“Based on what we know today, nobody would develop a BLI system, but if we advance our knowledge, then people will consider taking the risk. That's why we see BLI in the N+3 time frame. We don't see it in the next 10 to 15 years; it is more like 20 years away,” he says.
There are two main parts to NASA's research. One is testing of the D8 configuration to validate the BLI benefit and characterize the flow into the aft-mounted engines. The other is work by UTRC to design and test a distortion-tolerant fan for embedded engines. A third piece is the study by Pratt & Whitney of novel architectures for small-core engines that could power a 2035-time-frame D8-configuration airliner.
MIT developed the D8 for NASA under an N+3 Phase 1 study completed in 2010. “A key feature is the rear flush-mounted engines and BLI, but it is one of the highest risk,” says Mark Drela, professor of aeronautics and astronautics at MIT and the design's creator. “Phase 2 is focused on evaluating its feasibility and performance, so the wind- tunnel tests are focused on the rear of the aircraft.”
While the double-bubble fuselage and slender low-sweep wing were defined during Phase 1, the tail was not. During Phase 2, MIT will “improve of the aerodynamic design of the tail and how the engines blend in,” notes Uranga. The same 1:11 model will be back in the Langley wind tunnel in January with a refined tail.
The goal of the Langley tests was to make a fair comparison between embedded and podded engines. “It's about measuring the right thing,” says Ed Greitzer, professor of aeronautics and astronautics at MIT and the principal investigator. “So we have swappable tails with the same propulsors, the same fans and motors, to rule out that variability.” The BLI benefit will be determined by comparing the electrical power required to drive the fan motors in the cruise condition, defined as zero net force on the model in the tunnel, says Uranga.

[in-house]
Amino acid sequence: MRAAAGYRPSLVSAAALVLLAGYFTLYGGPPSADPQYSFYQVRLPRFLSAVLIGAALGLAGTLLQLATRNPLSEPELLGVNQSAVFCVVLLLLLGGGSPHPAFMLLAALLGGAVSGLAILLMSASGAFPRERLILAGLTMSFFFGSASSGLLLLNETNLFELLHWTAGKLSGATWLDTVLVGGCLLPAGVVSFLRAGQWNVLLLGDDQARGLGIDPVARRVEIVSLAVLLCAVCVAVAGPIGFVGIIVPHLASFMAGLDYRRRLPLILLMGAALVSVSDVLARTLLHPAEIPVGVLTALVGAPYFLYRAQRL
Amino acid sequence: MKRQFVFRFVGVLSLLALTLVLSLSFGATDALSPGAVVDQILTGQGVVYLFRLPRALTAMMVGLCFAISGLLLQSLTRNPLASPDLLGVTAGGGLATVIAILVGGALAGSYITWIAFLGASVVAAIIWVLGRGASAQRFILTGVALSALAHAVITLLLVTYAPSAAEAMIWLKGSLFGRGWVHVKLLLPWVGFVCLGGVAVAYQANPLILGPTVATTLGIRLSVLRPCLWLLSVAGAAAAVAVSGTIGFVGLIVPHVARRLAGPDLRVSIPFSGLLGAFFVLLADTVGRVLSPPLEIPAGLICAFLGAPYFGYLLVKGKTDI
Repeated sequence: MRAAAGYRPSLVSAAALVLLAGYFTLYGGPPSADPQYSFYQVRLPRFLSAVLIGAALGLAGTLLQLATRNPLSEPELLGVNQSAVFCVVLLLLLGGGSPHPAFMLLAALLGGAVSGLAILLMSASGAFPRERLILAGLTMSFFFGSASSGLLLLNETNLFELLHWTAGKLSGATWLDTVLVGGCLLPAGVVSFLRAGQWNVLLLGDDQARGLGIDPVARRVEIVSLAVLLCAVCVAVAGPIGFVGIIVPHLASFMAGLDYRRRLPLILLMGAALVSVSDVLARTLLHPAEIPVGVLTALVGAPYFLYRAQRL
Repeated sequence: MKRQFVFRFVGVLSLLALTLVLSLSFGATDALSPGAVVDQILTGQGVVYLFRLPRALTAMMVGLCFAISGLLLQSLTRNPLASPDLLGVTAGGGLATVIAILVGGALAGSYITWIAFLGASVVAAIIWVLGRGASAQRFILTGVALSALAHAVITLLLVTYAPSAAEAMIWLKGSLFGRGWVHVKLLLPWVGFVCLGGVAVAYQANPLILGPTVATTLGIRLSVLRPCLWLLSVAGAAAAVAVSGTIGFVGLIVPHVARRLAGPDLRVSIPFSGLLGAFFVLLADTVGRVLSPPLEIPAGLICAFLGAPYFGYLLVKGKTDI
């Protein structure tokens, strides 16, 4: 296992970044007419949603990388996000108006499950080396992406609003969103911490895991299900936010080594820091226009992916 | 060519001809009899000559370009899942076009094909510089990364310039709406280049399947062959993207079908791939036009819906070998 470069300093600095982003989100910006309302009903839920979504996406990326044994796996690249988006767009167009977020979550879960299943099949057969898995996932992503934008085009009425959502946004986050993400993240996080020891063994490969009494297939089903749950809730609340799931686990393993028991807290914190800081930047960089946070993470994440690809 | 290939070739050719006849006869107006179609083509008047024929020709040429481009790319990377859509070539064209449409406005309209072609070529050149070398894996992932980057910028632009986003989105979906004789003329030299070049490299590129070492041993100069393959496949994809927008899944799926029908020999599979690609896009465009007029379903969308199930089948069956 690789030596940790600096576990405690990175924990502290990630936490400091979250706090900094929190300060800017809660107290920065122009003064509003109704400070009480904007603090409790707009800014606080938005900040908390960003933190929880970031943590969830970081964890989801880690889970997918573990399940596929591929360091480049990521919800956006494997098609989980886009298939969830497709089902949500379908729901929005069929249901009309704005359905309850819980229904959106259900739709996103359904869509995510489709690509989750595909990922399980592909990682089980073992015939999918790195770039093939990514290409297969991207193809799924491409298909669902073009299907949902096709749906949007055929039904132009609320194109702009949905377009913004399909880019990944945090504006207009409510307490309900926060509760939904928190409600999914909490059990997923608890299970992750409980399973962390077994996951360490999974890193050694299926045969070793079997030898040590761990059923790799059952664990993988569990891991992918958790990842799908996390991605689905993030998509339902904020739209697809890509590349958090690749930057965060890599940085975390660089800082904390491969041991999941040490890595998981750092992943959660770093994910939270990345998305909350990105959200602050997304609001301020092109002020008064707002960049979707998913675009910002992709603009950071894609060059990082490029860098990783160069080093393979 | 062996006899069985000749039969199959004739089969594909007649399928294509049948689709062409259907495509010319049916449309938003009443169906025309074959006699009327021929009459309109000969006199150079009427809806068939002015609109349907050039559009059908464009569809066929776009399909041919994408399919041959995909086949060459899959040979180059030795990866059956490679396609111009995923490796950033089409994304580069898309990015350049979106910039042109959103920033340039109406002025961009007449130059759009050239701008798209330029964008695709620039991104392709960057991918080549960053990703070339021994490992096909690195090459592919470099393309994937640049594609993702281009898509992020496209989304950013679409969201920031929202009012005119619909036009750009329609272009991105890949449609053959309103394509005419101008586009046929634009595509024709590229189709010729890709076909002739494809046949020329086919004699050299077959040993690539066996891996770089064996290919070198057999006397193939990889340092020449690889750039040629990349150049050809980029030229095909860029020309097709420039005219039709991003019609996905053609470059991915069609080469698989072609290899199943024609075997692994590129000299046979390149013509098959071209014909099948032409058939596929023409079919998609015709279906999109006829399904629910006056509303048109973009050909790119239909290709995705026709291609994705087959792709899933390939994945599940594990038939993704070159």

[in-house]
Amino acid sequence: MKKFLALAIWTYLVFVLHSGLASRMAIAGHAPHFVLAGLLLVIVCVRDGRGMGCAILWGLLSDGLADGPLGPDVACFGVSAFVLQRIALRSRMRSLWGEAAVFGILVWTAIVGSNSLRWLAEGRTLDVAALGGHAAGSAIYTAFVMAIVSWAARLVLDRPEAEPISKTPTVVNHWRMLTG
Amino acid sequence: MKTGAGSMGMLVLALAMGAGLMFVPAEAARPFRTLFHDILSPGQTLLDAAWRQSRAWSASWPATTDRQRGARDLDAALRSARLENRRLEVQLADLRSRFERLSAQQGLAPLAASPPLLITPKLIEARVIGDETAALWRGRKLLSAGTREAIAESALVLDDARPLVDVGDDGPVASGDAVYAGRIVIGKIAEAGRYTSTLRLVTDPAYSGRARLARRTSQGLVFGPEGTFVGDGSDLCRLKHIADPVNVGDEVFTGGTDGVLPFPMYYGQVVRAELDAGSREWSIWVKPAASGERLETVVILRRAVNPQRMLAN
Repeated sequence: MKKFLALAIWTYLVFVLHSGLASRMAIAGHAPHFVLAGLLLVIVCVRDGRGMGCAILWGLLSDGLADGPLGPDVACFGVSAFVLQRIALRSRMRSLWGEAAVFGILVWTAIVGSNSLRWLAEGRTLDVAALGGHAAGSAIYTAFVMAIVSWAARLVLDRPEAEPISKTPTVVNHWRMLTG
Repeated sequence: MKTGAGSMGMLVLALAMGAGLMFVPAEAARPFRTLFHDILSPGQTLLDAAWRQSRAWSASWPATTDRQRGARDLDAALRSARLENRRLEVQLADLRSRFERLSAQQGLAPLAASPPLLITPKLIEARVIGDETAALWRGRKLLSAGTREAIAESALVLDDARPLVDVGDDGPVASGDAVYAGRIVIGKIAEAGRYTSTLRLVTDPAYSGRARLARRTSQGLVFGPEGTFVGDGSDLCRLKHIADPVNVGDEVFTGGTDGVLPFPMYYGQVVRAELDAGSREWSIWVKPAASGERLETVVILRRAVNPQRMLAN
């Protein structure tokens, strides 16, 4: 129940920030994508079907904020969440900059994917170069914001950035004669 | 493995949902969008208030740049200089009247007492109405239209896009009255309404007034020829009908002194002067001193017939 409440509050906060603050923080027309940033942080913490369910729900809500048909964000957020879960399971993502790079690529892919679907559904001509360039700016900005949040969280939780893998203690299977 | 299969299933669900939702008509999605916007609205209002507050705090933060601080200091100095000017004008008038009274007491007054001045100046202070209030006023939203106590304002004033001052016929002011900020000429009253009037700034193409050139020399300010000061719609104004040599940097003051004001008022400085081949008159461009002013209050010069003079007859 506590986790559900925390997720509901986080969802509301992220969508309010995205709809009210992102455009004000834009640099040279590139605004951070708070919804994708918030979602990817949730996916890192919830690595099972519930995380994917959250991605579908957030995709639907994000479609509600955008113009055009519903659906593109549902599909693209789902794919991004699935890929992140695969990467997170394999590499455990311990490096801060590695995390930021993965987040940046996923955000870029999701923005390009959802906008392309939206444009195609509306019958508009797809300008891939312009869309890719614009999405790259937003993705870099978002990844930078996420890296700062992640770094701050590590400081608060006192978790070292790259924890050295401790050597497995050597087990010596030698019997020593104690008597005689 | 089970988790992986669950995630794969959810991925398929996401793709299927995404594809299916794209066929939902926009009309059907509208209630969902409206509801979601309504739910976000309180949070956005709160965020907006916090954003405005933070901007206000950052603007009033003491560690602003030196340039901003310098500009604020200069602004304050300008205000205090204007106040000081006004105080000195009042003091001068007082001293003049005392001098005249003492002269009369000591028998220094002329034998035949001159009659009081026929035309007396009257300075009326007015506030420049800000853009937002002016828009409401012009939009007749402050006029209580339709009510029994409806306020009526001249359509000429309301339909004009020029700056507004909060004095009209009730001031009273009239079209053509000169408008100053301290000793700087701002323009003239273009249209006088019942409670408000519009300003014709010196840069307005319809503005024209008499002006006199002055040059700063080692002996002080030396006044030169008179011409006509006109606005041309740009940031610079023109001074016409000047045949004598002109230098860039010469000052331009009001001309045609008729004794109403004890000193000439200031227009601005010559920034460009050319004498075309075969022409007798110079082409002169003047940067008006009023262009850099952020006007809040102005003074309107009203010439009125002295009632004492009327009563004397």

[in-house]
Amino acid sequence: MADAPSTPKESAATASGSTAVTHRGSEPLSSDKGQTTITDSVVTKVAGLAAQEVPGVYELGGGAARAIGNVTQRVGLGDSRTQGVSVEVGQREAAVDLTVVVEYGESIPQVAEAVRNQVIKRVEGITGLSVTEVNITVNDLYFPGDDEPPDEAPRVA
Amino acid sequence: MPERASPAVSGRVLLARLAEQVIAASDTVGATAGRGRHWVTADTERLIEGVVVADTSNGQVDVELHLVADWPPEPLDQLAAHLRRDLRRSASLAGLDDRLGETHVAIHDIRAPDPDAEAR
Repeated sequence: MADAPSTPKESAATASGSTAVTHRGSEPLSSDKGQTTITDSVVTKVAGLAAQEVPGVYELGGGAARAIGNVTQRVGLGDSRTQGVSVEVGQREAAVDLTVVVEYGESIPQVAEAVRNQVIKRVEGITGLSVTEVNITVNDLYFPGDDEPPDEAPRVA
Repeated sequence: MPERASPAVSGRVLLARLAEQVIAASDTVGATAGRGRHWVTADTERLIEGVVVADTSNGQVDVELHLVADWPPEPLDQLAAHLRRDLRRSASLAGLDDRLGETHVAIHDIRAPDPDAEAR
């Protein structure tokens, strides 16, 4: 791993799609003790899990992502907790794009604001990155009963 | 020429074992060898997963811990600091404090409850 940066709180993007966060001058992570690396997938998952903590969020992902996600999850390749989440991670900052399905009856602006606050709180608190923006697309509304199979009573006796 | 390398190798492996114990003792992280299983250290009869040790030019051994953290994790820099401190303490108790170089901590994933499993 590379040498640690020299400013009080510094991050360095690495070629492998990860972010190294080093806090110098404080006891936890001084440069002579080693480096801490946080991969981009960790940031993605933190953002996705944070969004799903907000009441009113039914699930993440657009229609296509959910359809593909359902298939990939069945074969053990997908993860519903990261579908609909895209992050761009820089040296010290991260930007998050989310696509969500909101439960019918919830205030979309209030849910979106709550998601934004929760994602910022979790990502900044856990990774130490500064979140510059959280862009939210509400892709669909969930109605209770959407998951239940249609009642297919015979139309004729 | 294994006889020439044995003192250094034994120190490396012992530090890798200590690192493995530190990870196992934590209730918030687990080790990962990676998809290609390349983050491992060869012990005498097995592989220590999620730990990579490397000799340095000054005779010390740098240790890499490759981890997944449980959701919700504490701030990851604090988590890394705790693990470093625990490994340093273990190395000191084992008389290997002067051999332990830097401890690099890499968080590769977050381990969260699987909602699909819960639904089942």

“In addition to obtaining force and moments data, we did extensive flow surveys at the inlet and exit of the nacelles to examine the total-pressure profiles into and out of the propulsors. The ability of the fans to handle the total-pressure variation at the inlet is a key requirement for effective BLI,” says Greitzer. The pressure profiles will be used to estimate thrust and drag and provide a second method of calculating the BLI benefit. “Ideally, the two measurements will be the same, or close.”
The drag benefit from BLI is potentially large. On the D8, the engines are positioned to ingest most of the flow over the top of the fuselage. “About 40% of the entire fuselage boundary layer is ingested, and typically the fuselage is 25 to 30% of the total aircraft drag,” explains Uranga.
“The preliminary data shows an electrical power-saving with the integrated configuration of roughly 5 to 8 percent. There are several physical origins to this saving, such as reduced overall wake plus jet kinetic energy losses and reduced nacelle wetted area,” says Greitzer. “However, BLI is just a fraction of the potential fuel-saving that the D8 configuration could actually provide, via secondary benefits in gross-weight reduction, tail-size reduction and other areas. We feel that the double-bubble concept has a big overall potential that is well worth investigating.”
Confirming the BLI benefit assumed during Phase 1 design is crucial to the D8. “If BLI does not work, the whole concept is suspect,” admits Drela. A fan that can operate while ingesting boundary-layer flow is critical also. “At NASA Glenn [Research Center, Ohio], we are looking at how a fan operating in a distorted flow can be designed or improved so you don't lose a lot of efficiency,” says del Rosario.